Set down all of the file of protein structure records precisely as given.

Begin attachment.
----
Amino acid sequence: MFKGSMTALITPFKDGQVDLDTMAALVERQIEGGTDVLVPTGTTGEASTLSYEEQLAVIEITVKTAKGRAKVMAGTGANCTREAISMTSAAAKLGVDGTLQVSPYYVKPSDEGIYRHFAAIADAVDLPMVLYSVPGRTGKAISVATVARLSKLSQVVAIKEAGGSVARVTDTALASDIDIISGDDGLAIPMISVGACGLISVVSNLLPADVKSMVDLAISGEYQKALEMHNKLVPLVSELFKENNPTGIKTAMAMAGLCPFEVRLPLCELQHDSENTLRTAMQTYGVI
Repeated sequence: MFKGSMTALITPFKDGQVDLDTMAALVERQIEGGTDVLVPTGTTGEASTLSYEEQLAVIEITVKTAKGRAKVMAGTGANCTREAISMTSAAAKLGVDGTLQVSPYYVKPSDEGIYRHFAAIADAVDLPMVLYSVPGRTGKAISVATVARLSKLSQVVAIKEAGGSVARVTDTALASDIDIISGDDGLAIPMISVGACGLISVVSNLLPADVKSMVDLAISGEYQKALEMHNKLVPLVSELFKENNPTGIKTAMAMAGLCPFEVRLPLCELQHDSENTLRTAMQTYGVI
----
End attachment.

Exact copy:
Amino acid sequence: MFKGSMTALITPFKDGQVDLDTMAALVERQIEGGTDVLVPTGTTGEASTLSYEEQLAVIEITVKTAKGRAKVMAGTGANCTREAISMTSAAAKLGVDGTLQVSPYYVKPSDEGIYRHFAAIADAVDLPMVLYSVPGRTGKAISVATVARLSKLSQVVAIKEAGGSVARVTDTALASDIDIISGDDGLAIPMISVGACGLISVVSNLLPADVKSMVDLAISGEYQKALEMHNKLVPLVSELFKENNPTGIKTAMAMAGLCPFEVRLPLCELQHDSENTLRTAMQTYGVI
Repeated sequence: MFKGSMTALITPFKDGQVDLDTMAALVERQIEGGTDVLVPTGTTGEASTLSYEEQLAVIEITVKTAKGRAKVMAGTGANCTREAISMTSAAAKLGVDGTLQVSPYYVKPSDEGIYRHFAAIADAVDLPMVLYSVPGRTGKAISVATVARLSKLSQVVAIKEAGGSVARVTDTALASDIDIISGDDGLAIPMISVGACGLISVVSNLLPADVKSMVDLAISGEYQKALEMHNKLVPLVSELFKENNPTGIKTAMAMAGLCPFEVRLPLCELQHDSENTLRTAMQTYGVI